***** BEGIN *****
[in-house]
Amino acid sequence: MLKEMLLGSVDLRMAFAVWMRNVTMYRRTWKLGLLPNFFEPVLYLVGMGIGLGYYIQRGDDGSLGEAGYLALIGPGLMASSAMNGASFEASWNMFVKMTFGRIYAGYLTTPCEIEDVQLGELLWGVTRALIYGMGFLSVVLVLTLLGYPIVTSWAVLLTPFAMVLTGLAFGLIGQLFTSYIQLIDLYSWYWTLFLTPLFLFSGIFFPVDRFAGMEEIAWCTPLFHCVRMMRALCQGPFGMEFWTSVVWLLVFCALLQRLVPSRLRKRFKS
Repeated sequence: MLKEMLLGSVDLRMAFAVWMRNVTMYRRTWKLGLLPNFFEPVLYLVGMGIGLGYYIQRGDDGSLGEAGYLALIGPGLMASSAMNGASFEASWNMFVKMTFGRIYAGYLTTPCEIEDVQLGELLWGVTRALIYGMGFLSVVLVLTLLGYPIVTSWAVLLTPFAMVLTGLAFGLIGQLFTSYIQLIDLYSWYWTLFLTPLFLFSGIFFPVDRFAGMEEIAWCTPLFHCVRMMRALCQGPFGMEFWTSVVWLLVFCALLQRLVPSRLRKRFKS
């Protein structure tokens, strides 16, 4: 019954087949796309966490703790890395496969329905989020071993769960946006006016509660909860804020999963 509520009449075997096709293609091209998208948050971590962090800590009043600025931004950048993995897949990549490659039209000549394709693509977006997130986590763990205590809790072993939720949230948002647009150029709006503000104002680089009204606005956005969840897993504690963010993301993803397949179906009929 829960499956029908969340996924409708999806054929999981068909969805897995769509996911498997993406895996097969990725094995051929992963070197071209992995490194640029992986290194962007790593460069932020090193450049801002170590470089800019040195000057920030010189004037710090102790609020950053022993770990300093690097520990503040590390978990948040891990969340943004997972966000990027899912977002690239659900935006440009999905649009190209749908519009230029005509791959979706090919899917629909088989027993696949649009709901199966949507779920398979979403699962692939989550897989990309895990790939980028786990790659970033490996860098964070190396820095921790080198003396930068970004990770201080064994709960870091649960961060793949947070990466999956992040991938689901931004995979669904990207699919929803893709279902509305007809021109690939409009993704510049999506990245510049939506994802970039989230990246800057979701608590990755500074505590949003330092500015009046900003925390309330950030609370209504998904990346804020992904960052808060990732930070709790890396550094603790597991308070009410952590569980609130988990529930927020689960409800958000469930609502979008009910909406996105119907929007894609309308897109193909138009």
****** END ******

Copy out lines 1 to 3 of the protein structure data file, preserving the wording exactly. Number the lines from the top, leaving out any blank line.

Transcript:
[in-house]
Amino acid sequence: MLKEMLLGSVDLRMAFAVWMRNVTMYRRTWKLGLLPNFFEPVLYLVGMGIGLGYYIQRGDDGSLGEAGYLALIGPGLMASSAMNGASFEASWNMFVKMTFGRIYAGYLTTPCEIEDVQLGELLWGVTRALIYGMGFLSVVLVLTLLGYPIVTSWAVLLTPFAMVLTGLAFGLIGQLFTSYIQLIDLYSWYWTLFLTPLFLFSGIFFPVDRFAGMEEIAWCTPLFHCVRMMRALCQGPFGMEFWTSVVWLLVFCALLQRLVPSRLRKRFKS
Repeated sequence: MLKEMLLGSVDLRMAFAVWMRNVTMYRRTWKLGLLPNFFEPVLYLVGMGIGLGYYIQRGDDGSLGEAGYLALIGPGLMASSAMNGASFEASWNMFVKMTFGRIYAGYLTTPCEIEDVQLGELLWGVTRALIYGMGFLSVVLVLTLLGYPIVTSWAVLLTPFAMVLTGLAFGLIGQLFTSYIQLIDLYSWYWTLFLTPLFLFSGIFFPVDRFAGMEEIAWCTPLFHCVRMMRALCQGPFGMEFWTSVVWLLVFCALLQRLVPSRLRKRFKS